08-05-2022 by Leni Frau
Mount Kenya animal rights activists are calling on all residents and environmental groups to defend the extremely rare mountain bongo, a type of antelope now found only in the Nanyuki Plains on the slopes of the country's highest and most famous mountain.
Tragelaphus eurycerus, the most mountainous subspecies of the bongo, is now almost extinct in Africa and in Kenya there are no more than a hundred left in the wild.
At the Mount Kenya Wildlife Conservancy, where the mountain bongo come to feed, efforts are underway to increase this number. The conservancy also provides them with care and vaccinations they need to have greater strength to reproduce.
The bongo is distinguished by a reddish-brown coat with black, white and yellow-white markings. Both males and females have long, slightly coiled horns. Bongos are rarely found in large herds. Males are mostly solitary, while females with young form small herds of up to 10 individuals. They are mostly nocturnal animals.
"We are focusing on the mountain bongo simply because these species before the 1950s were abundant in this area, both in the Mount Kenya mountain range and also in the Aberdare forests," explains Robert Aruho, director of the Conservancy, "but slowly they began to undergo a very steady decline, and this was largely attributed to poaching, because the bongo is a very large animal, so you can get a lot of meat from it, as well as pelts. The bongo has also been in great demand for export, and another cause of the decrease in the number of animals is climate change." Another major damage is caused by deforestation, which is also becoming a factor in Nanyuki's disorientation of the animals. With forests in the highlands of the Laikipia region rapidly disappearing due to illegal logging and a growing population, the bongo's habitat is also shrinking.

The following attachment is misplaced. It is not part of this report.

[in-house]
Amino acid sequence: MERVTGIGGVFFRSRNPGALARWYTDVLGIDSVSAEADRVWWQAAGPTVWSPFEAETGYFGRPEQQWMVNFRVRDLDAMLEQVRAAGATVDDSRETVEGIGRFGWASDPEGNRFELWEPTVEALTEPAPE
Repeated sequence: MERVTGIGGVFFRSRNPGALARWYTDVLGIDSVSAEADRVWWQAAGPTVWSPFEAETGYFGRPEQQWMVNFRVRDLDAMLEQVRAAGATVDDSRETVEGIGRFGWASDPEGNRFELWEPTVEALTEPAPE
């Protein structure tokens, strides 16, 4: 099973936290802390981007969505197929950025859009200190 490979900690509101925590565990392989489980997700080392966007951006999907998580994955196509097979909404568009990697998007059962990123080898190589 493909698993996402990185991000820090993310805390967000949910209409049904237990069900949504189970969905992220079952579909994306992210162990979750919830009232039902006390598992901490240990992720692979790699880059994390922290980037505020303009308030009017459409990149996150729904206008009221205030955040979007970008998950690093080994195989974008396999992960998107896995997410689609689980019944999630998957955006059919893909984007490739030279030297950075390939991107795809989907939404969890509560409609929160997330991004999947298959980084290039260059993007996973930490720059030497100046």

Some bongos in years past have been taken to zoos overseas, and now part of the effort to save the animals has focused on returning them to Kenya. As many as 18 bongos have been found in the United States, and all have been returned to their home territory of Kenya. Others will hopefully follow.
"The last national wildlife census verified that there are less than 96 bongos left in the wild," says Aruho, "this is very alarming because if you put it in perspective, the rhinos we have are almost 80 times the number of bongos we have here.
In an effort to promote the recovery of the species in the wild, the Kenya Wildlife Service, in partnership with Mount Kenya Wildlife Conservancy, has established the Mawingu Bongo Sanctuary, which will be an integral part of the national "National Mountain Bongo Recovery" plan.
The sanctuary is an 800-acre area of native forest located on the slopes of Mount Kenya.
As of last March, 63 mountain bongos are protected in the sanctuary.
by Leni Frau
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